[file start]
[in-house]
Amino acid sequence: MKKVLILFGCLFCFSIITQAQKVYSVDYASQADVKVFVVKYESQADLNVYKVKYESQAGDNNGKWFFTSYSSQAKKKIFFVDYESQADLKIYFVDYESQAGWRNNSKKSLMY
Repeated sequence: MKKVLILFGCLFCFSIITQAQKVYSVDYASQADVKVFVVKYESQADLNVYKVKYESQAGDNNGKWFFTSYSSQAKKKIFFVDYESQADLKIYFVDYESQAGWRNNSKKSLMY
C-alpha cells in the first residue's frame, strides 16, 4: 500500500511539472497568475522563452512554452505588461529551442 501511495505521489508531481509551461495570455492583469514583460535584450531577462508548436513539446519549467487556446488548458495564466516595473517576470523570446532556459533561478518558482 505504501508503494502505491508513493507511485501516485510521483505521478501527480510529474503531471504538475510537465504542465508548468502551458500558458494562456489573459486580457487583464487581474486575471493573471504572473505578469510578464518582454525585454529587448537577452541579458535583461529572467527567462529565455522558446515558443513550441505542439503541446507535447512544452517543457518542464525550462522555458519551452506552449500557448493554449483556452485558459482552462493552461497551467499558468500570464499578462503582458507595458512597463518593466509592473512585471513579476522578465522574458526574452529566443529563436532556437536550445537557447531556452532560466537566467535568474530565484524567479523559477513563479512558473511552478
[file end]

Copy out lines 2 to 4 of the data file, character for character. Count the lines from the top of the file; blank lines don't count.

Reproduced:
Amino acid sequence: MKKVLILFGCLFCFSIITQAQKVYSVDYASQADVKVFVVKYESQADLNVYKVKYESQAGDNNGKWFFTSYSSQAKKKIFFVDYESQADLKIYFVDYESQAGWRNNSKKSLMY
Repeated sequence: MKKVLILFGCLFCFSIITQAQKVYSVDYASQADVKVFVVKYESQADLNVYKVKYESQAGDNNGKWFFTSYSSQAKKKIFFVDYESQADLKIYFVDYESQAGWRNNSKKSLMY
C-alpha cells in the first residue's frame, strides 16, 4: 500500500511539472497568475522563452512554452505588461529551442 501511495505521489508531481509551461495570455492583469514583460535584450531577462508548436513539446519549467487556446488548458495564466516595473517576470523570446532556459533561478518558482 505504501508503494502505491508513493507511485501516485510521483505521478501527480510529474503531471504538475510537465504542465508548468502551458500558458494562456489573459486580457487583464487581474486575471493573471504572473505578469510578464518582454525585454529587448537577452541579458535583461529572467527567462529565455522558446515558443513550441505542439503541446507535447512544452517543457518542464525550462522555458519551452506552449500557448493554449483556452485558459482552462493552461497551467499558468500570464499578462503582458507595458512597463518593466509592473512585471513579476522578465522574458526574452529566443529563436532556437536550445537557447531556452532560466537566467535568474530565484524567479523559477513563479512558473511552478